(V) Studies on Residual Stress and Structural Distortion of Structures Fabricated using Metal Deposition

Tuesday, September 14, 2021: 10:00 AM
230 (America's Center)
Prof. Rakesh K. Kapania , Virginia Tech, Blacksburg, VA
Mr. Mohcine Harrach , Virginia Polytechnic Institute and State University, Blacksburg, VA
Dr. Wei Zhao , Virginia Tech, Blacksburg, VA
Dr. Pinar ACAR , Virginia Polytechnic Institute and State University, Blacksburg, VA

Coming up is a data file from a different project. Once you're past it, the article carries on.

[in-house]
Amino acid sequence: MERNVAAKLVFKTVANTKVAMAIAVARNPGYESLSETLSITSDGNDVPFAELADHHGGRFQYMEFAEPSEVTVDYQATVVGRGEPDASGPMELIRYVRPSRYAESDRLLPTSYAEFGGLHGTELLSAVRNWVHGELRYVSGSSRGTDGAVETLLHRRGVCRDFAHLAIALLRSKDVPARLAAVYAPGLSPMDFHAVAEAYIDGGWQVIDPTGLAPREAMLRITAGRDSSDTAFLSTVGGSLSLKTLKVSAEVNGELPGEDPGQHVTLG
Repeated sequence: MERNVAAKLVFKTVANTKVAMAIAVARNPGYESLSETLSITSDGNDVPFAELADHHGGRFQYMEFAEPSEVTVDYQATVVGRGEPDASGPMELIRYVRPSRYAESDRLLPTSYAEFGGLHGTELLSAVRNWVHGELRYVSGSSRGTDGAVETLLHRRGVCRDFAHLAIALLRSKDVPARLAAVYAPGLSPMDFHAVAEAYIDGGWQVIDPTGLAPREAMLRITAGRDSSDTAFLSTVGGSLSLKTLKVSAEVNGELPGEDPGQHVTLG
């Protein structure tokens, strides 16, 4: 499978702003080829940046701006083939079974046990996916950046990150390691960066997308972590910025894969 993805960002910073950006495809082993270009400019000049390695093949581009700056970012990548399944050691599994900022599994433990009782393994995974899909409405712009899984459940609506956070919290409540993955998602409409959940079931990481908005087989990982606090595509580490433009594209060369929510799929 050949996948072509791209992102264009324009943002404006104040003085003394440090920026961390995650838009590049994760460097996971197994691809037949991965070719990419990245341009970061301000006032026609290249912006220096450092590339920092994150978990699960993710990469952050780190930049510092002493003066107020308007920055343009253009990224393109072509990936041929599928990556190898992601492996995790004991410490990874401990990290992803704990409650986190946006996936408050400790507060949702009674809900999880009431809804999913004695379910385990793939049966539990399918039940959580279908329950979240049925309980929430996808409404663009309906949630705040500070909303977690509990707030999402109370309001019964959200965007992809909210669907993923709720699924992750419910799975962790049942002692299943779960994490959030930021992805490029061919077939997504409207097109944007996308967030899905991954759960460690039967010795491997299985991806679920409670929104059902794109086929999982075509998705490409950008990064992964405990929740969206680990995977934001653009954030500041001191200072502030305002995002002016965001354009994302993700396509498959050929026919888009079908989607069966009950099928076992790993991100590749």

The paper studied the thermo-mechanical responses including residual stress and structural distortion that are often observed during metal deposition during Additive Manufacturing (AM). Finite Element Analysis software package, ABAQUS/Standard, is employed to simulate the additive manufacturing process. We studied a solid-state AM process, which is similar to the stir friction welding. To simulate the real model of the metal AM process, several numerical models with increasing degrees of complexity were developed. The first model considers adding a hot layer on top of a layer that is at room temperature and the top layer cools down to room temperature. The heating and cooling were studied, the thermo-mechanical induced curvature of the layers and the substrate are computed. The results compared relatively well to those available in the literature. Next, we developed a model where we simulated the hot material that was being deposited. We also implemented the heat conduction considering radiative and convective cooling. An accurate plasticity model along with two different boundary conditions on the substrate are considered: (1) free edges and (2) fixed edges. We found out that the substrate boundary conditions play an important role in the residual stresses and the overall deformation of the fabricated panel. When fixing the edges of the substrate, a large stress was observed in the printed part, which could lead to breaking of the printed structure. When one substrate’s edge is fixed, the residual stresses become lower but the substrate gets more distorted. The material of the substrate is found to influence the thermo-mechanical response of the printed structure (compared to the deposition material). In addition, the deposition temperature, the speed of the deposition, and the general dimensions of the whole system, are all studied to investigate their effects on the 3D printed part thermo-mechanical responses including structural distortion and residual stress.